Teaching in rural and largely white communities I have always worried that I was not doing enough to prepare my students for the world that will be waiting for them. I would try to have the discussions around different issues in the world. We would look at poverty in Canada, even among youth but it was hard for them to really connect with the articles because they never could see themselves. We would try to look at racism in Canada but the questions always came, “Mr.Gilson we don’t see this so why are we talking about it?” The connections to the racism around them were not seen because what was directly in front of them was white, like them. They could ignore the issues of the world and safely just talk about the Basketball game from the night before or some movie they watched. I wanted my students to see that as members of the global community there was more to see than just the happenings of our small town. More going on that they should want to push back against, they should want to address, explore and become part of the solution.
I see so often the idea presented that students need inclusive literature. Getting them to care about that literature though is difficult, especially when “their world” is not reflected in that literature. Last year however we started to have some breakthroughs and like folks say once the snowball starts rolling it keeps growing.
Last year the most read book in my Grade 7 and 8 classroom was Ghost Boys by Jewell Parker Rhodes, likely a close second were any and all books by Kwame Alexander or Jason Reynolds. The students in my classes were reading books that did not reflect their communities or largely their lives but they were dialled in. The waitlist was deep and so I was buying more copies. We were starting to have conversations. They were not shaking the foundations of racism by any means but they were opening their eyes to the world beyond our Welcome to our town sign.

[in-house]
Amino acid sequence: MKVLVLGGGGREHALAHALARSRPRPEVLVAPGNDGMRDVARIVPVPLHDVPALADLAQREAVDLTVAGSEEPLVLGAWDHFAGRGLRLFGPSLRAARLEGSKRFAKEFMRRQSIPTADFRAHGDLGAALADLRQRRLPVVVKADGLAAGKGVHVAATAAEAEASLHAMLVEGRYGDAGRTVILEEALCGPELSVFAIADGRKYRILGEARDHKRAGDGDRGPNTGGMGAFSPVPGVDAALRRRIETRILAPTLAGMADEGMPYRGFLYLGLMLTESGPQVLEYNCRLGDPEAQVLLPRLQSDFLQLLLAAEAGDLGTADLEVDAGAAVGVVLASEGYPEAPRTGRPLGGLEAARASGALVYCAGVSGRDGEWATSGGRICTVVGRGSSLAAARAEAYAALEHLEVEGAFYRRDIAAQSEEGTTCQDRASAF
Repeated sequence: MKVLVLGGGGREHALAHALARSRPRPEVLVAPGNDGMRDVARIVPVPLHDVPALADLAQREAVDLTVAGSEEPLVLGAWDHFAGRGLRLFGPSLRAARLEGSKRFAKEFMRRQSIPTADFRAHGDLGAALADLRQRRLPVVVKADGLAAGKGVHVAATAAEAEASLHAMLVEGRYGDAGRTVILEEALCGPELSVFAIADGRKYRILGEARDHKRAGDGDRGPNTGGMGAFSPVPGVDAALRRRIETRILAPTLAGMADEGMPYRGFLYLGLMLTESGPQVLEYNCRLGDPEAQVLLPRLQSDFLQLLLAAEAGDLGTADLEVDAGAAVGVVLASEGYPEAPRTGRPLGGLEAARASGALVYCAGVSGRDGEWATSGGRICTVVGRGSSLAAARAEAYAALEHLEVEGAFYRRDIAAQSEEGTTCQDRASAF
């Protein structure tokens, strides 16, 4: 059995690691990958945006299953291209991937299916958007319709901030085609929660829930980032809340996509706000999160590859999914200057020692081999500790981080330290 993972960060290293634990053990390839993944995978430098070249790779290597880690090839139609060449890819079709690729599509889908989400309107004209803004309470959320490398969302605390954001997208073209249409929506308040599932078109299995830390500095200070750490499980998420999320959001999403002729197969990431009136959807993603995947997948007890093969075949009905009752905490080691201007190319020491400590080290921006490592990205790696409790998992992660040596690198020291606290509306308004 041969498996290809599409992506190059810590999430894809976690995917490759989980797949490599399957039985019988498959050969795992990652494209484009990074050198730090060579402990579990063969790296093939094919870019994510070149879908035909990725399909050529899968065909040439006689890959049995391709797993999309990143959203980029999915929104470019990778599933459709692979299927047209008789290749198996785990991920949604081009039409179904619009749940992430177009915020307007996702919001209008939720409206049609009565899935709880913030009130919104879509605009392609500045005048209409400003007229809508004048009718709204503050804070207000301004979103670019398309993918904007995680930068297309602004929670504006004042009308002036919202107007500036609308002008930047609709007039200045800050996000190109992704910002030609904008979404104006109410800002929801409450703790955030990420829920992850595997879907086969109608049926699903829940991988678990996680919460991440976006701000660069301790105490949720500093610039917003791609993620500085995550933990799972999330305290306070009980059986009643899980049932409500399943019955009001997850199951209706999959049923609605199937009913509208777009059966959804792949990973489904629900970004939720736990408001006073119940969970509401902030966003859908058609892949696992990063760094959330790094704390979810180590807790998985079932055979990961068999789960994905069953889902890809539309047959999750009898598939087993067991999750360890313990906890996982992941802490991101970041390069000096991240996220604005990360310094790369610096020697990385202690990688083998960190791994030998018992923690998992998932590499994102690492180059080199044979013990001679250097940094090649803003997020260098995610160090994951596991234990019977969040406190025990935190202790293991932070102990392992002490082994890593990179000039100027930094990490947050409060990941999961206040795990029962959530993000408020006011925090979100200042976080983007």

This yeah I moved up with the kids I have been with since Grade 7 we are in Grade 10 now and something powerful is happening. Students are choosing bookclubs like All American Boys, The Sun is Also a Star, Children of Blood and Bone and they are not only seeing the racism on display in the themes and ideas of these stories but they are reacting to them. They are reflecting and writing about it. They are making connections to the world outside of our little town and talking about the change that is needed. A year ago the term white privilege outraged some in our community. It likely still will but last week I read an essay where a student discussed characters stepping out from behind their shield of white privilege to do what is right. I talked to parent who thanked me for providing a text that not only helped their child learn but also to grow. Her mom stated, “I could see the change in her because of that book”. The book was All American Boys by Jason Reynolds, a book I have been book talking for years and my kids tried it and put it aside. The events of the world and the access to that powerful story was the door my students needed to step in and really reflect.
I am going to continue to walk this path with my kids. We are going to look at the injustices facing indigenous communities all over the world and more specifically in Canada. We are going to look at the impacts of isolation on identity. We are going to use The Marrow Thieves by Cherie Dimaline as a way to open the door to these conversations as All American Boys has been the door for other conversations.
Stories have the power to teach us, to change us but we have to access to the stories. I am grateful my students are finding that access.